The long-term outlook is good. The prognosis is enhanced by an early diagnosis, expert advice and good self-management by the patient. However, a small number of patients have developed significant muscle problems (myopathies) later in life, usually muscle atrophy (wasting) through avoidance of activity or accumulated muscle damage through repeated episodes of rhabdomyolysis.
Research in Type V GSD has demonstrated an improved exercise tolerance after high carbohydrate intake (sugar equivalent to a soft drink just before exercise), or with aerobic training. The high carbohydrate intake makes sense as more energy would be available in the blood supply going to the muscle. However, some people anecdotally report doing better on high protein diet and others on high fat. Patients may usefully consult with their medical doctor to see what diet works best for them.
McArdle Disease is inherited in what is known as an autosomal recessive pattern. This means that both parents will have been carriers and their children each had a 25% chance of getting McArdle’s, a 50% chance of being a carrier and a 25% chance of being completely clear of the condition. The parents are unlikely to have been aware that they were carriers, as carriers have no symptoms.
The single gene responsible for myophosphorylase is the PYGM gene on chromosome 11. To date about 150 mutations of this gene have been identified and nearly all result in a total absence of myophosphorylase. These days DNA-based diagnosis and carrier detection is possible in most cases, without the need for a muscle biopsy.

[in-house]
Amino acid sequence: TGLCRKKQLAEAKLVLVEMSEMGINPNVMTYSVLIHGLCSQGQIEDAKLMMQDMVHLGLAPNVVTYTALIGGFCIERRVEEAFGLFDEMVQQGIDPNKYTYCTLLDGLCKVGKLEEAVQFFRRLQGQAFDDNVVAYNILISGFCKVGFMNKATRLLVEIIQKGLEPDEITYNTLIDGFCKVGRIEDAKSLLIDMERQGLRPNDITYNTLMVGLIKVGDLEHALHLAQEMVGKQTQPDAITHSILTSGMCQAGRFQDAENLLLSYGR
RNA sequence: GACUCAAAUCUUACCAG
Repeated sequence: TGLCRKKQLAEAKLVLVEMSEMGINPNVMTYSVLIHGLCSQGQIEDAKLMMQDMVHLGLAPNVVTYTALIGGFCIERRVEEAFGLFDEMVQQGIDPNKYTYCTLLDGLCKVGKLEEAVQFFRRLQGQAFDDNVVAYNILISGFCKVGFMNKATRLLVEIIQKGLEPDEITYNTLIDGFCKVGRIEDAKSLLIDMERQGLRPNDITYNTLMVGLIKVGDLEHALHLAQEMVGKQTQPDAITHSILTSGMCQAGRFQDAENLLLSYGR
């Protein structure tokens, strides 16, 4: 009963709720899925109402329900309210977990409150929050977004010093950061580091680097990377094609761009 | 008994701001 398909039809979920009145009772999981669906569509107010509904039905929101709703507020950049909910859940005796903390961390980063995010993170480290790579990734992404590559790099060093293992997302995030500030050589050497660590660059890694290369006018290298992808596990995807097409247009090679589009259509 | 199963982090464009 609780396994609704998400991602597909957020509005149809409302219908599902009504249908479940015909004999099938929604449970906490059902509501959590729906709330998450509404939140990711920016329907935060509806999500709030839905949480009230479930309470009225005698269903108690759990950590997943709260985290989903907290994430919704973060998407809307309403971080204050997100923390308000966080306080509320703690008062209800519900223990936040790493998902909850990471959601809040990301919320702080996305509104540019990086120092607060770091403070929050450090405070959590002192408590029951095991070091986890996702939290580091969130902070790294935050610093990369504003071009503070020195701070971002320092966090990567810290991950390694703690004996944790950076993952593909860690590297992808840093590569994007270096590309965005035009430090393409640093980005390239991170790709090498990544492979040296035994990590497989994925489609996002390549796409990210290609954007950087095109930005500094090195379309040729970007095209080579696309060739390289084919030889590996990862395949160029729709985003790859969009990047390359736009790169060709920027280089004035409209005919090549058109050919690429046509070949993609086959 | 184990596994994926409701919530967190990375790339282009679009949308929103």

The children of people with McArdle Disease will all be carriers as they will inherit one of the mutated copies of the gene from their affected parent. However, there is only a risk of them getting McArdle Disease, if the other parent is a carrier. It is believed that the number of carriers is around 1 in 160. If a Type V GSD patient and a carrier have children together there is a 50% risk of their children having McArdle’s. The normal pattern is for McArdle Disease to appear in one generation, with no family history of the disease, and then disappear again for many generations.
There is a YouTube Channel ‘AGSDUK’ and Facebook Groups ‘McArdle’s Disease’ and ‘McArdle parents’. Advice is available in the book ‘101 Tips for a Good Life with McArdle Disease’ and information for the patient’s GP and other doctors is available in ‘McArdle Disease: medical overview’. The ‘McArdle Disease Handbook’ is useful for details of the medical and scientific research into McArdle Disease. These and other McArdle’s Resources are from the AGSD [U.K.]